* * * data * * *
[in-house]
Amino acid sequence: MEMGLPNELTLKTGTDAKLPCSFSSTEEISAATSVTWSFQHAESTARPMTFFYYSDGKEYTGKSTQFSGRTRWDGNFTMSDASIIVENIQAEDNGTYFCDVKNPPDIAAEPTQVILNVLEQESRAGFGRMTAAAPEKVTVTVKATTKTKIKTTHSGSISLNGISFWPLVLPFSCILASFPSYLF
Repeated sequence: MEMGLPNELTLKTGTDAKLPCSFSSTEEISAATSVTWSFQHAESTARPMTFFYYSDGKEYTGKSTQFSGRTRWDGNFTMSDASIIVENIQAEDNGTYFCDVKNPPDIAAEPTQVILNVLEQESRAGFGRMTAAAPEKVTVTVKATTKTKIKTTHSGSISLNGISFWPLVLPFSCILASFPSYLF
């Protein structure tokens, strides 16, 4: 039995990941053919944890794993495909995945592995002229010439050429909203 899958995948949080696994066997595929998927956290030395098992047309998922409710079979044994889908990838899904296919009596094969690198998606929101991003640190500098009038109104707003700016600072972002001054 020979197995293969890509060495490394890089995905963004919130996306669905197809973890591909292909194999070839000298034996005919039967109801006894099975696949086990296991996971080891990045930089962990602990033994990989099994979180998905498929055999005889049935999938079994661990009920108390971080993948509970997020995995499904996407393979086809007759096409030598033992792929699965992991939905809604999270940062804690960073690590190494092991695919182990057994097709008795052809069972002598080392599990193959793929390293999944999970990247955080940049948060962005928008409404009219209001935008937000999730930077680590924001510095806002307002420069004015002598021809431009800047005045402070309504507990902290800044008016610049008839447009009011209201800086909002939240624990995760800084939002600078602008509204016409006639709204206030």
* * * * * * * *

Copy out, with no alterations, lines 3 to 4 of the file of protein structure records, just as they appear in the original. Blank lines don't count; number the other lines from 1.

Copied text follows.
Repeated sequence: MEMGLPNELTLKTGTDAKLPCSFSSTEEISAATSVTWSFQHAESTARPMTFFYYSDGKEYTGKSTQFSGRTRWDGNFTMSDASIIVENIQAEDNGTYFCDVKNPPDIAAEPTQVILNVLEQESRAGFGRMTAAAPEKVTVTVKATTKTKIKTTHSGSISLNGISFWPLVLPFSCILASFPSYLF
């Protein structure tokens, strides 16, 4: 039995990941053919944890794993495909995945592995002229010439050429909203 899958995948949080696994066997595929998927956290030395098992047309998922409710079979044994889908990838899904296919009596094969690198998606929101991003640190500098009038109104707003700016600072972002001054 020979197995293969890509060495490394890089995905963004919130996306669905197809973890591909292909194999070839000298034996005919039967109801006894099975696949086990296991996971080891990045930089962990602990033994990989099994979180998905498929055999005889049935999938079994661990009920108390971080993948509970997020995995499904996407393979086809007759096409030598033992792929699965992991939905809604999270940062804690960073690590190494092991695919182990057994097709008795052809069972002598080392599990193959793929390293999944999970990247955080940049948060962005928008409404009219209001935008937000999730930077680590924001510095806002307002420069004015002598021809431009800047005045402070309504507990902290800044008016610049008839447009009011209201800086909002939240624990995760800084939002600078602008509204016409006639709204206030």